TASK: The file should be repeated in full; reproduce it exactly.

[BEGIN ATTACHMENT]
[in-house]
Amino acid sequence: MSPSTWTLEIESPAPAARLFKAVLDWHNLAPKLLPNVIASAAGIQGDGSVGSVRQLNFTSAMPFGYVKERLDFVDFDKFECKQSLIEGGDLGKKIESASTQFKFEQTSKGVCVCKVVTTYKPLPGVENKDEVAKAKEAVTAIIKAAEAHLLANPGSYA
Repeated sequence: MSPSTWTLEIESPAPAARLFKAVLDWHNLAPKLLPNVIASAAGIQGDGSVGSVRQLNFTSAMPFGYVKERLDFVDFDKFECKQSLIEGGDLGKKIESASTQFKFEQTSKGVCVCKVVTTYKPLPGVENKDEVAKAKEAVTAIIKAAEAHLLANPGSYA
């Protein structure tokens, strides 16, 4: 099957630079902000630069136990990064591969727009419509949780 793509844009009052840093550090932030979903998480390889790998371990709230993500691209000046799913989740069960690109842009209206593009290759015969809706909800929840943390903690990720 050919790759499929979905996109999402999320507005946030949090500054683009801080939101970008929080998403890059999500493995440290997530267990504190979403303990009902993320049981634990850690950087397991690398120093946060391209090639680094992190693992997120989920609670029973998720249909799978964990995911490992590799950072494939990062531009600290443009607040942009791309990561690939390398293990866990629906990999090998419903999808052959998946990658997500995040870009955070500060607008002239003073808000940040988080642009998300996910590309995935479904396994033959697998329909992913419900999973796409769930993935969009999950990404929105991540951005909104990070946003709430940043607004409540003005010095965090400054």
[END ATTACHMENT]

[in-house]
Amino acid sequence: MSPSTWTLEIESPAPAARLFKAVLDWHNLAPKLLPNVIASAAGIQGDGSVGSVRQLNFTSAMPFGYVKERLDFVDFDKFECKQSLIEGGDLGKKIESASTQFKFEQTSKGVCVCKVVTTYKPLPGVENKDEVAKAKEAVTAIIKAAEAHLLANPGSYA
Repeated sequence: MSPSTWTLEIESPAPAARLFKAVLDWHNLAPKLLPNVIASAAGIQGDGSVGSVRQLNFTSAMPFGYVKERLDFVDFDKFECKQSLIEGGDLGKKIESASTQFKFEQTSKGVCVCKVVTTYKPLPGVENKDEVAKAKEAVTAIIKAAEAHLLANPGSYA
């Protein structure tokens, strides 16, 4: 099957630079902000630069136990990064591969727009419509949780 793509844009009052840093550090932030979903998480390889790998371990709230993500691209000046799913989740069960690109842009209206593009290759015969809706909800929840943390903690990720 050919790759499929979905996109999402999320507005946030949090500054683009801080939101970008929080998403890059999500493995440290997530267990504190979403303990009902993320049981634990850690950087397991690398120093946060391209090639680094992190693992997120989920609670029973998720249909799978964990995911490992590799950072494939990062531009600290443009607040942009791309990561690939390398293990866990629906990999090998419903999808052959998946990658997500995040870009955070500060607008002239003073808000940040988080642009998300996910590309995935479904396994033959697998329909992913419900999973796409769930993935969009999950990404929105991540951005909104990070946003709430940043607004409540003005010095965090400054």